Push this car hard in 4WD Sport (and mind you, you can only activate it with the DSC off) and it turns fast and in a predictable fashion. The rear-end will skid and when it does you can actually feel how some of the power is transferred to the front axle, to pull you out of a fast corner.
It’s a real joy to drive this car fast. The rear axle is so lively, you’ll be forgiven for thinking is actually rear wheel drive. Sure, there is some lean in the corners, but it’s mild and nowhere near as bad as you might think at first, considering how high this car rides (213 mm). The active anti-roll bars play a huge part in this regard, as do the bracings under the hood and in the back that give the car a bit more rigidity. But all things considered, an SUV of this size shouldn’t be this agile.
What you do need to remember though is that it really takes guts to push this car to the absolute limit. It’s big and heavy, it’s really potent and has incredible amounts of grip (a lot of the credit here goes to the Michelin Pilot Sport 4S tires) but in order to get the most out of it in a series of tight bends, you need courage.
You need to be able to grab it by the scruff of its neck and really push it. And that’s when you’ll notice just how much it can do, defying the laws of physics. Only the brave will do that though while the rest of the owners/drivers will just get their daily doses of adrenaline from straight line acceleration, where this jewel shines once again.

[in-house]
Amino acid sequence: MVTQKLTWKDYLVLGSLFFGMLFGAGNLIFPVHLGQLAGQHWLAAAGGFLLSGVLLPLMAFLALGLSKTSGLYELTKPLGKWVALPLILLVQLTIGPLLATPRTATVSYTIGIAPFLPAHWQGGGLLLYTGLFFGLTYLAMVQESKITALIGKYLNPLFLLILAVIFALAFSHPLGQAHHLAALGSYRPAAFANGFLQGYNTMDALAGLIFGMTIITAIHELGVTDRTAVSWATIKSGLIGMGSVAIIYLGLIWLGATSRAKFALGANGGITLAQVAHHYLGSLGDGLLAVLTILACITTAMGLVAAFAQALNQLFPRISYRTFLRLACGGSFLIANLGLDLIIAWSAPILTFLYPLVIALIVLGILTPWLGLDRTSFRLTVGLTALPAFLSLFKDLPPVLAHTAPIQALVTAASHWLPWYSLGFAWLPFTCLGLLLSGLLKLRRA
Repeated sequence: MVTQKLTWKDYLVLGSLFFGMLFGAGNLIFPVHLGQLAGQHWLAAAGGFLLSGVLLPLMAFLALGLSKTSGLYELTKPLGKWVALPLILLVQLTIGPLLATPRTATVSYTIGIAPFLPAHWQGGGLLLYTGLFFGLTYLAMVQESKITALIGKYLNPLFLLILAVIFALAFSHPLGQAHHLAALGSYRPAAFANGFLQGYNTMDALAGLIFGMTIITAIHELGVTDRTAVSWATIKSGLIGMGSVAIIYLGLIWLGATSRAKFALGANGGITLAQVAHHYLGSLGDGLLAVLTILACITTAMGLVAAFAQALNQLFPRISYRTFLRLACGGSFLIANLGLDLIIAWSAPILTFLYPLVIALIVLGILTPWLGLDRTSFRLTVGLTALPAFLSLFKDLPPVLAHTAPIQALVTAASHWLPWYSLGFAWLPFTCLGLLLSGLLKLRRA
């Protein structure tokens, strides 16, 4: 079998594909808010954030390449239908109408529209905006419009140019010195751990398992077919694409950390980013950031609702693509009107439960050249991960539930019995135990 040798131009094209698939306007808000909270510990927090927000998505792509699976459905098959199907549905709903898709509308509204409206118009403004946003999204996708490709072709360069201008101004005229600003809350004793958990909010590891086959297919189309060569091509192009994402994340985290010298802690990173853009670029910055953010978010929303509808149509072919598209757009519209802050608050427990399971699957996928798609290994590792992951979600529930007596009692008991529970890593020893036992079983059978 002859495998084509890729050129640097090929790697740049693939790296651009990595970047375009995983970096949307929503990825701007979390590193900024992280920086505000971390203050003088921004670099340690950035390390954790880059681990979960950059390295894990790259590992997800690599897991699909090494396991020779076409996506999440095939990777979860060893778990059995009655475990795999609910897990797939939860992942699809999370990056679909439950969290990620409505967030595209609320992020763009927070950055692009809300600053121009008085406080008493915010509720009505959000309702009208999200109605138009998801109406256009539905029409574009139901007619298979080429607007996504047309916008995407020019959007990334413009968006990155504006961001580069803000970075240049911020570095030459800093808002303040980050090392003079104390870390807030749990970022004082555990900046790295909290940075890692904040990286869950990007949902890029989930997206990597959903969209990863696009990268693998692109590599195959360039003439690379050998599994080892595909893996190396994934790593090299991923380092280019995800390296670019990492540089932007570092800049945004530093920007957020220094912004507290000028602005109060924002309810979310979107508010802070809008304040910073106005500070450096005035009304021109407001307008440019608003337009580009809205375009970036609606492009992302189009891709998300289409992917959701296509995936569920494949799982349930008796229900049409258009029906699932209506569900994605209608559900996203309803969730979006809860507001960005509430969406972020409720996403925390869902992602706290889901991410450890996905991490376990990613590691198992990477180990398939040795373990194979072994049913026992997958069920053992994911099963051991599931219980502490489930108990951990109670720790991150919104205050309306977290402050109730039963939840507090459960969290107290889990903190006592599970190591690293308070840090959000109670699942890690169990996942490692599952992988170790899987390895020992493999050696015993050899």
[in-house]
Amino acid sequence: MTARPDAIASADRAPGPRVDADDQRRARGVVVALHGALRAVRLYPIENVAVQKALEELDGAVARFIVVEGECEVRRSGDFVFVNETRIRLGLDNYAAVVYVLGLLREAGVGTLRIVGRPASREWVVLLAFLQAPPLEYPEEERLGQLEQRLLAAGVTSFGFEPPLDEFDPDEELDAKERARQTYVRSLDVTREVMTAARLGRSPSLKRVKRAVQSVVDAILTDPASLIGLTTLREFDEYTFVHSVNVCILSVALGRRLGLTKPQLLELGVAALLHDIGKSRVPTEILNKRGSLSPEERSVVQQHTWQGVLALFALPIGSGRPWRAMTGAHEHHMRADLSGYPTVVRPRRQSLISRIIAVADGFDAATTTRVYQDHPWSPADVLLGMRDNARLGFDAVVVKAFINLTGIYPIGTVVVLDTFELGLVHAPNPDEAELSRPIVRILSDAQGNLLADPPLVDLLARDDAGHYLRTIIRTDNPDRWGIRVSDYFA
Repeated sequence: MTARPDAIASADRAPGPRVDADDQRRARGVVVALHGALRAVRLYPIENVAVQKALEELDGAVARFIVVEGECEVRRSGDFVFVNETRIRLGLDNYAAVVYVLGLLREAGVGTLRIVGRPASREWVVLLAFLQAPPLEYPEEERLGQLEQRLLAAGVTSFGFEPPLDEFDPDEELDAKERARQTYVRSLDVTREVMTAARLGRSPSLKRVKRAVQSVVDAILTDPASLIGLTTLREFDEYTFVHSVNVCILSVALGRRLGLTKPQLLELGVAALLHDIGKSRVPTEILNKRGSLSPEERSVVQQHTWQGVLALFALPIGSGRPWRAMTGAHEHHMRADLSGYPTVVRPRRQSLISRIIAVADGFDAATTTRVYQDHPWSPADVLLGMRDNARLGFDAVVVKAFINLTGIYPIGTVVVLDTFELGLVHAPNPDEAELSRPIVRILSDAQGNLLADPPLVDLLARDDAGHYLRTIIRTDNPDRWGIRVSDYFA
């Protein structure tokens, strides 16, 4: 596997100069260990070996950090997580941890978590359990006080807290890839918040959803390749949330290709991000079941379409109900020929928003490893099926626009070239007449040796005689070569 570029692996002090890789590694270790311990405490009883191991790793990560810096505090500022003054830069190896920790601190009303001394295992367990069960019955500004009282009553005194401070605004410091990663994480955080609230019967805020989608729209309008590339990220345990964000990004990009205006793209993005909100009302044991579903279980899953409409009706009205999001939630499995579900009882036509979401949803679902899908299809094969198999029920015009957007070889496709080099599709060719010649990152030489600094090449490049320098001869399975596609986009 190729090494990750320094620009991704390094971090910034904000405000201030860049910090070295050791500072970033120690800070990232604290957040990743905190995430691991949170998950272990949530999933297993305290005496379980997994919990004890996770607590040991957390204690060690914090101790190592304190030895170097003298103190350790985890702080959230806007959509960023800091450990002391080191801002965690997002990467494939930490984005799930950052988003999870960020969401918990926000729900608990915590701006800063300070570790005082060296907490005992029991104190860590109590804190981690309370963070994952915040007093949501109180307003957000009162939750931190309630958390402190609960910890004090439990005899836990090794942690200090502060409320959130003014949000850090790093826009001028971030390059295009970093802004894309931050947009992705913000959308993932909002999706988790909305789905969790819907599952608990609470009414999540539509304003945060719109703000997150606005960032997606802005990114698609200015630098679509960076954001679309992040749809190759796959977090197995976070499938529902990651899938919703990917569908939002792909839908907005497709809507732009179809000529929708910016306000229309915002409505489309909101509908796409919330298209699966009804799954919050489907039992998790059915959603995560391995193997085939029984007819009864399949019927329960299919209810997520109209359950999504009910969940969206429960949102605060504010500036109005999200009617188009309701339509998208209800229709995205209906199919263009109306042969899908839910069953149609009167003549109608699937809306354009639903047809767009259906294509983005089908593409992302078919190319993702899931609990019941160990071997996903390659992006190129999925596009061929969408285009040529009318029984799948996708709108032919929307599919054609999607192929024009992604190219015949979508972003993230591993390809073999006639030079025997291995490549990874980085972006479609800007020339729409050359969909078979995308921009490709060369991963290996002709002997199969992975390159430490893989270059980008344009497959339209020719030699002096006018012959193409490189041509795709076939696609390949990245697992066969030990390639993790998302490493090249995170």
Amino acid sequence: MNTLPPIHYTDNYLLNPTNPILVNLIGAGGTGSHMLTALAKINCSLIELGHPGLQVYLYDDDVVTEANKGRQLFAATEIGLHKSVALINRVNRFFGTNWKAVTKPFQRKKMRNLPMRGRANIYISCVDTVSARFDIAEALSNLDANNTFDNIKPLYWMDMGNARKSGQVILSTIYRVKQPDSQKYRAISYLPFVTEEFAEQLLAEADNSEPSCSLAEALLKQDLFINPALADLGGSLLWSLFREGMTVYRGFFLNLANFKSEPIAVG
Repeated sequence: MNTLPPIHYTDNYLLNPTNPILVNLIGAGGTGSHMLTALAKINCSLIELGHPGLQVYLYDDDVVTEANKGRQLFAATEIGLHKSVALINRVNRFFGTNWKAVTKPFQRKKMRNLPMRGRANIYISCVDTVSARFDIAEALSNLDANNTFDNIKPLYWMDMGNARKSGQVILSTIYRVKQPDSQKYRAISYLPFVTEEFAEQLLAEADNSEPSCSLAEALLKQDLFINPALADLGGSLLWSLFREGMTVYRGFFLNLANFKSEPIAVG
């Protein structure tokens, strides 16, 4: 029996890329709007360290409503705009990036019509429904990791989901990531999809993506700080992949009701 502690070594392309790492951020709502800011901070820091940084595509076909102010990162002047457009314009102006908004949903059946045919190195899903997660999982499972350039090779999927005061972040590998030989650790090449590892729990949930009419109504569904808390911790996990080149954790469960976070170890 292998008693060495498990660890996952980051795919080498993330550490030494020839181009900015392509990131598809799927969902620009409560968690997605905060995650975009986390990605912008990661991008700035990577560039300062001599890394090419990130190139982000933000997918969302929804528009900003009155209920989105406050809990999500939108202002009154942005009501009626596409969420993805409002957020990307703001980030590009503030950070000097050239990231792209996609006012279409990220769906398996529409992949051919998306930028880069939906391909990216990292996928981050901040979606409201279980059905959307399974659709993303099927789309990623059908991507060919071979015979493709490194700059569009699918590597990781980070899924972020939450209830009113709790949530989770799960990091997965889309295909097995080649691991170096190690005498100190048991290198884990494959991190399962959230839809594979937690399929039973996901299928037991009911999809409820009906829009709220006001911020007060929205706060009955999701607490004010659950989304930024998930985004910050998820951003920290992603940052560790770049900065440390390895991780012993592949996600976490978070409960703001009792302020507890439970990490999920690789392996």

The gearbox is yet another highlight. It’s a familiar 8-speed from ZF but it has been tuned to perfection. What’s most impressive about it is not how fast it can shift or how brutal it can feel (even though the DCT units or the older SMG ones were much more hardcore in that regard).
What’s most impressive is the way it keeps up with you, understands what you want to achieve with your right foot and basically feels like it’s reading your mind. The car somehow just knows when to downshift or when to just rev higher. The slightest move of your right foot is simply understood by the gearbox and somehow it knows what you want to do. And that applies in every driving mode.
The car has three standard driving modes: Road, Sport and Track. Road is the most efficient and comfortable one, with everything set to offer a slim ride. And it works. Compared to the X3 M Competition, for example, the X6 M Competition is a lot more comfortable, even on 21/22” wheels, like our tester had.
There’s a caveat here too. The non-Competition model comes with 21” wheels front and back, while the Competition version comes with 22” wheel in the back, for more traction. That also means you can’t get Integral Active Steering on Competition versions because the wheels are too wide.
Therefore, you have a choice to make: ‘settle’ for 600 HP and get a more agile back, or get 25 extra ponies and a fixed rear axle. The Competition also comes with a lower-riding suspension and some tweaks to make it more capable but the differences are not really all that noticeable.